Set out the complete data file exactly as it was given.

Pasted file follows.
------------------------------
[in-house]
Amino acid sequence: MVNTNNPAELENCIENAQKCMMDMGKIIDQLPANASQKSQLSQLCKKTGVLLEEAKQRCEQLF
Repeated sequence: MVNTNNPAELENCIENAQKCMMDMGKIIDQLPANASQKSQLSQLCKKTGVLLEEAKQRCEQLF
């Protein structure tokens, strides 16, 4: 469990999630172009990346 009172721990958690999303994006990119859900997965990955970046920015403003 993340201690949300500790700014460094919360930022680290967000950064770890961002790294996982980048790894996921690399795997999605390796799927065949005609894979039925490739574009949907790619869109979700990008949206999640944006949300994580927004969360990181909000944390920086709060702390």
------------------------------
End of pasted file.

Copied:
[in-house]
Amino acid sequence: MVNTNNPAELENCIENAQKCMMDMGKIIDQLPANASQKSQLSQLCKKTGVLLEEAKQRCEQLF
Repeated sequence: MVNTNNPAELENCIENAQKCMMDMGKIIDQLPANASQKSQLSQLCKKTGVLLEEAKQRCEQLF
């Protein structure tokens, strides 16, 4: 469990999630172009990346 009172721990958690999303994006990119859900997965990955970046920015403003 993340201690949300500790700014460094919360930022680290967000950064770890961002790294996982980048790894996921690399795997999605390796799927065949005609894979039925490739574009949907790619869109979700990008949206999640944006949300994580927004969360990181909000944390920086709060702390």